Wednesday, January 13, 2016

about as obscure as it gets, folks: The Dead Letter and The Figure Eight, by Metta Fuller Victor (aka Seeley Register)

Duke University Press, 2003
388 pp


In the realm of American crime writing, this author is about as obscure a find as a reader can uncover.

For information about this most prolific author, you can click here to get to my newest labor of love, Forgotten Females Found. 

Published in 1866, The Dead Letter, in my opinion, is the better of the two novels featured here. Catherine Ross Nickerson in her The Web of Iniquity: Early Detective Fiction by American Women labels The Dead Letter as "the first American detective novel" (29); both books are, as she notes,
"documents of a moment in cultural history when the young professional seemed to hold the promise of mediating between the cloudy-minded nostalgia of the landed class and the unprincipled greed of the merchant and capitalist classes."  (31)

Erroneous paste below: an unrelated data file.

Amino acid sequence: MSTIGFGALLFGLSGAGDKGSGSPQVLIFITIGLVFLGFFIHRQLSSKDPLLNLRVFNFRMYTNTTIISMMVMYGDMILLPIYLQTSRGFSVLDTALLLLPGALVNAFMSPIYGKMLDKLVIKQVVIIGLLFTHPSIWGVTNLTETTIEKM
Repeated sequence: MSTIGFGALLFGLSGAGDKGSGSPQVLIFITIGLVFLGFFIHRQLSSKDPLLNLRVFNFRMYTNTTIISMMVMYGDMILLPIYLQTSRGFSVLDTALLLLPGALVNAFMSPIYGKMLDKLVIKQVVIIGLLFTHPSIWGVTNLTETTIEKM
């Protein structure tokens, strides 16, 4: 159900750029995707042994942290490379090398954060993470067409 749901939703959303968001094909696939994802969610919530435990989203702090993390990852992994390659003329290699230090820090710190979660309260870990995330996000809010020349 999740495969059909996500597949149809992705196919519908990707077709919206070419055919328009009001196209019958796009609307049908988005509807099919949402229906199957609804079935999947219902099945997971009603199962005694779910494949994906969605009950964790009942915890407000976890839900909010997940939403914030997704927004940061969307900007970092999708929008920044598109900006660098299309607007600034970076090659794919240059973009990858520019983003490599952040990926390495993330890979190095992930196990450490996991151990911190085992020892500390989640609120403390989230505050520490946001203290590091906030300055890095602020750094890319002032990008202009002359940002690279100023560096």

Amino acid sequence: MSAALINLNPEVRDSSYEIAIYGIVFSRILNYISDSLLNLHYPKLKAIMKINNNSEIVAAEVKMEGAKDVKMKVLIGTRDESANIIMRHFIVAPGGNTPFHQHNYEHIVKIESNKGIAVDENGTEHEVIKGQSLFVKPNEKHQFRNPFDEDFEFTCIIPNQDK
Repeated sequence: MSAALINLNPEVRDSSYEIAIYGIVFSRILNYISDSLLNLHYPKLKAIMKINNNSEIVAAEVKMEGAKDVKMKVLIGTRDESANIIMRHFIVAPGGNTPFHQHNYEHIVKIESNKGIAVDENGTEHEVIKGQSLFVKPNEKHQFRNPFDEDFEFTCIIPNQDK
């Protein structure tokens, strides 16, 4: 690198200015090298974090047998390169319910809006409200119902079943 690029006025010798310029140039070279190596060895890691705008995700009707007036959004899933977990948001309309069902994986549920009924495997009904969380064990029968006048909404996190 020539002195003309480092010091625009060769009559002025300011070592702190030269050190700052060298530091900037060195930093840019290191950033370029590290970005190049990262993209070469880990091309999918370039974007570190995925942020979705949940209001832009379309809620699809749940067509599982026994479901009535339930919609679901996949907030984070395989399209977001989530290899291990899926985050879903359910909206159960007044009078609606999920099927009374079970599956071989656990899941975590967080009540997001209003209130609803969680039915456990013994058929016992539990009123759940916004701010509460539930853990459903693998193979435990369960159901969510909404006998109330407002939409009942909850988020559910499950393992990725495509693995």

I will leave it for the reader to discover exactly what she means, but she is most definitely on target here.  While there's a LOT going on under the surface in this volume  (way more than I can explain here), for example a portrait of a) what was holding the American reading interest at the time, b) societal/cultural attitudes towards outsiders (here including the Irish, Mexicans, Spaniards and other ethnic groups) c) the focus on the home, marriage,  and the domestic sphere as a prime focus of "investigation",  these books are also fun reads for anyone interested in American literature of this period that won't likely be found on any general American Lit course syllabus.

(from LibraryThing